Alb. ligё «illness» (< Proto-Alb. *ligā), i lige «ill; bad» (< Proto-Alb. *ligas), i ligfhte «weak, powerless» (< Proto-Alb. *ligustas) – cf. Lithligà, Let. liga «illness», Lithligustas «ill»;

Alb. mal «mountain» (< Proto-Alb. *malas) – Let. mala «bank, shore»;

Alb. mot «year; weather» (< Proto-Alb. *metas) – Lith*metas «time», pl.: metai «year»;

Alb. i thjermё «grey» (< Proto-Alb. *sirmnas) – Lithsirmas, siřvas «greyй» (DESNITSKAYA A.V. 1990: 10).

The prolonged migrations of the Thracians from their ancestral home to the Adriatic coast and their long stay in the zone of contact with speakers of languages of different groups resulted in rare typological features of Albanian grammar. According to A.Yu. Rusakov, the Albanian language has eight to nine of the twelve characteristics of the SAE (Standard Average European) area and, in addition, is also characterized by certain typological similarities with the Iranian, Baltic, and Turkic languages (Rusakov A.Yu. 2004: 259-274). All this made it difficult to establish genetic links between the Albanian language and other Indo-European languages.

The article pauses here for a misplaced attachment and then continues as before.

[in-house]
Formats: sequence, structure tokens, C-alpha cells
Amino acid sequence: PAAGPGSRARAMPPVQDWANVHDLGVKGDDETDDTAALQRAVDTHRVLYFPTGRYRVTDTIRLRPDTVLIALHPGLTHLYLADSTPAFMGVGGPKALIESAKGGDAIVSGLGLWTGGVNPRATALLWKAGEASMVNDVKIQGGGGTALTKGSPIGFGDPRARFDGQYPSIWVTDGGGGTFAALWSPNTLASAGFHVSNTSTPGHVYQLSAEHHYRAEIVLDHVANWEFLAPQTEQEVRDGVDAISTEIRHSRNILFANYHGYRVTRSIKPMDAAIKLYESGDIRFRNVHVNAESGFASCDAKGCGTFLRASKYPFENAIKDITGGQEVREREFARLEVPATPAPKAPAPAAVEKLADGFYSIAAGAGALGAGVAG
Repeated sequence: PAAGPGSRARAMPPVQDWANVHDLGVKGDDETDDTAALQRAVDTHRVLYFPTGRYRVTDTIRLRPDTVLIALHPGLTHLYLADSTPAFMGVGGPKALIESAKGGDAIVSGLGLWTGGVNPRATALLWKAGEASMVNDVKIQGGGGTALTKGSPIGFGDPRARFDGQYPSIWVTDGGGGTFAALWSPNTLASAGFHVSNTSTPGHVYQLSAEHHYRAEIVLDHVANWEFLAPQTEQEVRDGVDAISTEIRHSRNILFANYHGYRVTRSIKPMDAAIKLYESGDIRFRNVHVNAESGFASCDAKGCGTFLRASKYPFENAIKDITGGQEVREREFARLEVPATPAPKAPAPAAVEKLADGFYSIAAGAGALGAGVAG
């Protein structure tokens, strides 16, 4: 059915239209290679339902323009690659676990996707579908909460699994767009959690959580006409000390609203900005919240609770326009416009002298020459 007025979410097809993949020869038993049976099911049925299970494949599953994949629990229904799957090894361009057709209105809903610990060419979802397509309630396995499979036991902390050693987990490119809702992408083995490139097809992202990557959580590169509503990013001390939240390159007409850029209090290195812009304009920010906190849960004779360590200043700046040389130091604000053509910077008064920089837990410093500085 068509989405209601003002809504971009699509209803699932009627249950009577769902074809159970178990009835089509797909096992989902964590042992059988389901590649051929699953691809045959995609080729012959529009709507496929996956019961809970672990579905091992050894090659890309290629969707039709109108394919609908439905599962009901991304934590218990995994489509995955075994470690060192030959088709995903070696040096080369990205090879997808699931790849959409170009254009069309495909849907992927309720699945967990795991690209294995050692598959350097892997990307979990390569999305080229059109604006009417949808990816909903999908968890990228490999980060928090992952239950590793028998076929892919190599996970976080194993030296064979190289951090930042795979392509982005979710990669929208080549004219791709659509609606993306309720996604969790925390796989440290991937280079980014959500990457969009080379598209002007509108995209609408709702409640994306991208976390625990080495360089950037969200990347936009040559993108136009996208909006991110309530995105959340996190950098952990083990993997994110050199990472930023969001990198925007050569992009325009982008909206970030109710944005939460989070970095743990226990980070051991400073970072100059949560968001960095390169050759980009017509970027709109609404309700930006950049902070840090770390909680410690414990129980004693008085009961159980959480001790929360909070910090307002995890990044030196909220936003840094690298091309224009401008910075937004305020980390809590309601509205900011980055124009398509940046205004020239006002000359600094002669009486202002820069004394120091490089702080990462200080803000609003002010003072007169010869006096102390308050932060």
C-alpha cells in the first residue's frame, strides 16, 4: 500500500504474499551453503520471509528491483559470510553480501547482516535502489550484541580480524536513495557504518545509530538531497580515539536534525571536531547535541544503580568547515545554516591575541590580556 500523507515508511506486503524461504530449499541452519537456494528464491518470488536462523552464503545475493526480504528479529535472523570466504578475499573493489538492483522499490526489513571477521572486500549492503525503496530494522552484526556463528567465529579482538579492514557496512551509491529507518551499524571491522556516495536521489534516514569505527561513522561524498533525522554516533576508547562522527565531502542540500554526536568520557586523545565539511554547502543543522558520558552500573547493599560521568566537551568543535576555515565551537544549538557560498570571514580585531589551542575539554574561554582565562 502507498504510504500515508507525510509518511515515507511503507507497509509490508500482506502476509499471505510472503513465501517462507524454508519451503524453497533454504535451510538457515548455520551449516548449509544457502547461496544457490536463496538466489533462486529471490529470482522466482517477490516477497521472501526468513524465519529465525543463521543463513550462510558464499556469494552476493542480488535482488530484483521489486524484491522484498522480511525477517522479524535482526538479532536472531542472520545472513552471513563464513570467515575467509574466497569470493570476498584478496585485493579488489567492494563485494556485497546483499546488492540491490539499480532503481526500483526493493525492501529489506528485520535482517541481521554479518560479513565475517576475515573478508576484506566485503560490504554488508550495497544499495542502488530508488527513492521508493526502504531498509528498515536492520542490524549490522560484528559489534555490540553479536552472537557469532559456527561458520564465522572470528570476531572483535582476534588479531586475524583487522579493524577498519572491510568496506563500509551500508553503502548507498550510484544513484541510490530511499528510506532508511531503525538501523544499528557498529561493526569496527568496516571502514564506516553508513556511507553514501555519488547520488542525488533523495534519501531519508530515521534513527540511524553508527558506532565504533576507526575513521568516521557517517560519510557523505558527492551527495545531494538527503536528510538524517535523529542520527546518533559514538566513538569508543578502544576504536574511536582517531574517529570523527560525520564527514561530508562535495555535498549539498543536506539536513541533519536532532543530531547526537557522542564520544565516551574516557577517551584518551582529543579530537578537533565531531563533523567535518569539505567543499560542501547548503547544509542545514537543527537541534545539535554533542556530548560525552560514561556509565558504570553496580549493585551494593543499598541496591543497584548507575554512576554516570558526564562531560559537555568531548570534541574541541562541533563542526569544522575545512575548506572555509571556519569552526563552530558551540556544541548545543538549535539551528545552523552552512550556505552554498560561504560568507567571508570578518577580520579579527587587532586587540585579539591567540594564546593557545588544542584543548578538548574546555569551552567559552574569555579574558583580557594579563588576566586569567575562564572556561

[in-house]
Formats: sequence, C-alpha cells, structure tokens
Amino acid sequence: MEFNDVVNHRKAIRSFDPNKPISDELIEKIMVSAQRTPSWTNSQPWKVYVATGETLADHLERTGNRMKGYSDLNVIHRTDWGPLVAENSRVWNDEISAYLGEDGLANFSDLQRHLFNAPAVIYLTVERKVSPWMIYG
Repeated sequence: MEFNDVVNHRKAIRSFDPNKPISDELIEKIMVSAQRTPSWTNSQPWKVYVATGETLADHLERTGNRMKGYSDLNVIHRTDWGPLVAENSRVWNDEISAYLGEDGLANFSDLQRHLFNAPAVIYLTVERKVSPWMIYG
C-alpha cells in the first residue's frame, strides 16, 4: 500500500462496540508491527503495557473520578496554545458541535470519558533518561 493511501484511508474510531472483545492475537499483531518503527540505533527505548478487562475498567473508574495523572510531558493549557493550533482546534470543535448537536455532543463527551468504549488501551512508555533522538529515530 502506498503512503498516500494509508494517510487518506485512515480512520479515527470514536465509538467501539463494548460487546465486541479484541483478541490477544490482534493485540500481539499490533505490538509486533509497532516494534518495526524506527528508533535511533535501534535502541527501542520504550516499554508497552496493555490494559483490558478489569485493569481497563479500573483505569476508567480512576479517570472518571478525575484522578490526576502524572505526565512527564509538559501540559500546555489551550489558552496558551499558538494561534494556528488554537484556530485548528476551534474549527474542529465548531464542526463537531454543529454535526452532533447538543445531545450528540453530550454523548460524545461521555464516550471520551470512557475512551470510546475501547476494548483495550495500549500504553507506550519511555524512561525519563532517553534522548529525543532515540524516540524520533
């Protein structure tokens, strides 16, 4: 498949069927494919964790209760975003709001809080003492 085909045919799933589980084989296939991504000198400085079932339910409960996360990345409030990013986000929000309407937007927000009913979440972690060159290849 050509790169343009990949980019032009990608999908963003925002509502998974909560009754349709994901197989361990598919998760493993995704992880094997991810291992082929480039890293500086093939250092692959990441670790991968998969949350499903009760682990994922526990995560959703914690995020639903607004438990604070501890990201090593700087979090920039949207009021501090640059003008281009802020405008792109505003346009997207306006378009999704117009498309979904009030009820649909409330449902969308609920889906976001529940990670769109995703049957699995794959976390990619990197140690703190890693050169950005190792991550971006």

Now we can find an explanation for the fact why the Albanian language has so many common words with the Germanic and Baltic languages (see data on the number of common words in the Albanian and other Indo-European languages above) in the assumption that ancient speakers of Proto-Albanian language settled in close proximity to the settlements of the Germanic and Baltic tribes.

Such complex migration route of the Proto-Albanians and their long stay in the zone of contact with speakers of different language groups explains the rare typological features of the Albanian grammar. According to A. Rusakov, Albanian language has eight or nine of the twelve features of the space SAE (Standard Average European) and, in addition, is also characterized by certain typological correspondences with the Iranian, Baltic, and Turkic languages. (RUSAKOV A., 2004, 259-274). It will be shown further where and when the Proto-Albanians (Thracians) had contacts to explain to a certain extent, these correspondences.

Now, knowing the origin of the Albanian language from Thracian, we can find an explanation for the fact that Albanian has so many common words in German and Baltic languages (see Data on the number of common words in Albanian with other Indo-European languages above) – Thracians have long been in close proximity to the settlements of the Proto-Germanic and Proto-Baltic people. Their difficult migration path and a long stay in the area of contact with native speakers of other groups explain the rare typological features of Albanian grammar.

More detailed about migration of Indo-European peoples in the section
The First Great Migration